As I meet with employers who recruit on campus, many all ask if I have seen more students going to grad school with the job market being so tight. The thought process is going back to school for a couple of years, gaining more knowledge and making oneself more marketable, and an improved job market (hopefully) is a better option than struggling through the present day job market. For some, it may be a good idea, but for most 2010 grads, and future new grads, this is a bad idea. Why?
Grad school and advanced degrees are wonderful things – I even have one myself. But graduate programs are inherently different from your typical undergraduate experience. As an undergrad, people will tell you to use the time to “find yourself” and that these four years will be a wonderful/learning “experience”. Graduate school is not about finding oneself or discovering your interests; before day one of grad school, one should have a plan of where he/she wants to be on the last day of the graduate program. Grad school is all about the end goal – PhD professor, MBA marketing executive, masters in counseling for school psychology – what is your graduate program going to do for your career?
A few years back I was working with an engineer who stayed a fifth year and earned his MBA (dual degree program). The summer prior to his final year at school, he interned with a Fortune 10 company and received an offer. His offer was the same as an engineer with a four-year degree – his signing bonus was an extra $1000 compared to the engineering student with only a bachelors. The company explained to him they would not pay extra for an MBA degree without work experience behind the degree.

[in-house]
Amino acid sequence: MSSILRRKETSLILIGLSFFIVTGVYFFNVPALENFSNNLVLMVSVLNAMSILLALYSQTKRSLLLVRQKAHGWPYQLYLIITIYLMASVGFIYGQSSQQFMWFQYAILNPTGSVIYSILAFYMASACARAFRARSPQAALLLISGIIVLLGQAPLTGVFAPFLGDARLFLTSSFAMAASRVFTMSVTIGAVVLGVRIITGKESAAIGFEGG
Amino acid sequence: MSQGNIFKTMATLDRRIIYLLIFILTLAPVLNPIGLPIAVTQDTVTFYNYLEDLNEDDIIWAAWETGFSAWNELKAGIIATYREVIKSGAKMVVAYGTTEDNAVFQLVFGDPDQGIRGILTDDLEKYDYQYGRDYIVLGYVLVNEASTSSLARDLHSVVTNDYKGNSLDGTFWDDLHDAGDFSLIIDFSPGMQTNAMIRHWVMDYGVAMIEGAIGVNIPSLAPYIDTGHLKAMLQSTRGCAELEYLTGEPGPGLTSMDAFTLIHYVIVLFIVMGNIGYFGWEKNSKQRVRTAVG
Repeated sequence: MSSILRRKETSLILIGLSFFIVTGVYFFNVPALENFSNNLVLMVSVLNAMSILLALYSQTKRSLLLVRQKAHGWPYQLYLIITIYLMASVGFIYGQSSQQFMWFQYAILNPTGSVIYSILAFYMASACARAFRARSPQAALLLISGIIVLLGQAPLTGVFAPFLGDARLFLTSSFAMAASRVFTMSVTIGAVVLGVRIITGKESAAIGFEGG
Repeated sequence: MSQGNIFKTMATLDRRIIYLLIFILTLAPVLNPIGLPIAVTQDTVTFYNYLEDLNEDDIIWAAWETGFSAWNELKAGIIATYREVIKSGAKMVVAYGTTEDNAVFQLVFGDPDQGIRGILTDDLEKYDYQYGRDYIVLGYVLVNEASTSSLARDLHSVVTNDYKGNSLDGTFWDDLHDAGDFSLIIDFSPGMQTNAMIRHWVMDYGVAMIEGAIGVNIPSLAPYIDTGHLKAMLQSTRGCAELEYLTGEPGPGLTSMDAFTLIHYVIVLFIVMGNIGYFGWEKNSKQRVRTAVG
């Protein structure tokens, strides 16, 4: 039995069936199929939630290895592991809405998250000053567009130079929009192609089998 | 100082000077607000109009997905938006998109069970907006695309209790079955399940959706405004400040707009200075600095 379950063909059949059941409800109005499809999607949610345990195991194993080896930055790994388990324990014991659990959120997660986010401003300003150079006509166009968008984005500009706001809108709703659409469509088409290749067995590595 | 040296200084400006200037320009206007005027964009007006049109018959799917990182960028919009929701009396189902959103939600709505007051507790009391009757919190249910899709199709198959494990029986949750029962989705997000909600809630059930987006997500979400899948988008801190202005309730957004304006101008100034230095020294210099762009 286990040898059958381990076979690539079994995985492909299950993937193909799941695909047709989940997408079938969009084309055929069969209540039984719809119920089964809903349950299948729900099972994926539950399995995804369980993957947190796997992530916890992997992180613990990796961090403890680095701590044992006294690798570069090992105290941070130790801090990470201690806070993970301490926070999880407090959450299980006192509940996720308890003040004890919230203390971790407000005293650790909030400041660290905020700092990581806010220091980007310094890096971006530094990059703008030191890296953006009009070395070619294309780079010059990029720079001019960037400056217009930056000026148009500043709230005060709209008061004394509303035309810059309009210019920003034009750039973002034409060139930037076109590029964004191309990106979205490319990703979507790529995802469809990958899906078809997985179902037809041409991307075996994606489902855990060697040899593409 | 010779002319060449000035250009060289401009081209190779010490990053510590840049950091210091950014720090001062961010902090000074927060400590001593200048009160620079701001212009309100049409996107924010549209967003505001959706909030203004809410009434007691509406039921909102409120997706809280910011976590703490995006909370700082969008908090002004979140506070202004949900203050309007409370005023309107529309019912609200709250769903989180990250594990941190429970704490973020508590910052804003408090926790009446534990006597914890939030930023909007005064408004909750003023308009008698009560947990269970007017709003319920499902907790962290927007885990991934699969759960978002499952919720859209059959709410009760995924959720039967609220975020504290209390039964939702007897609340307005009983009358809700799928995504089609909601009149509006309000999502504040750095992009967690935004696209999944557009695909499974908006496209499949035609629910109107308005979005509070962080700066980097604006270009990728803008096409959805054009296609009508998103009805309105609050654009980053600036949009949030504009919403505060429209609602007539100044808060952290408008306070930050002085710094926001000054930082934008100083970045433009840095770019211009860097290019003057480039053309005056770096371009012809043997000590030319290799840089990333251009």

The employer felt this student had high potential, could potentially move up the ranks faster because of his MBA, and he would not have to try to tackle an MBA program later on in his career (as some of his cohort may try). So there were pros and cons, the pros were not guaranteed (could move up faster, some of his cohort may leave for a couple of years to attend an MBA program). $60K in tuition resulted in a $1K bonus and possible delayed benefits – one should be very careful when considering going to grad school to ensure he/she is going for the right reasons and the risks and rewards are thought through.
Avoiding a difficult situation by going deeper into debt and adding a degree that may not make you more marketable is a dangerous undertaking. Before signing on to grad school, consider the following questions:
- what will this degree do for you that you cannot achieve right now?
- why do you need this degree to achieve the answer above?
- what is your goal for the end of the program? your target industry? job function?
- will this degree make you more attractive to employers? have you asked any employers if this degree will increase your chances of being employed in your target field?
- what will you do one day one of your program to ensure you reach your end goal?
- is the cost associated with the degree offset by the salary you will make in the next 5-10 years?
Grad school can be a great career move if for the right reasons at the right time – but it is not an escape from a lousy job market nor a chance to relive your undergrad years.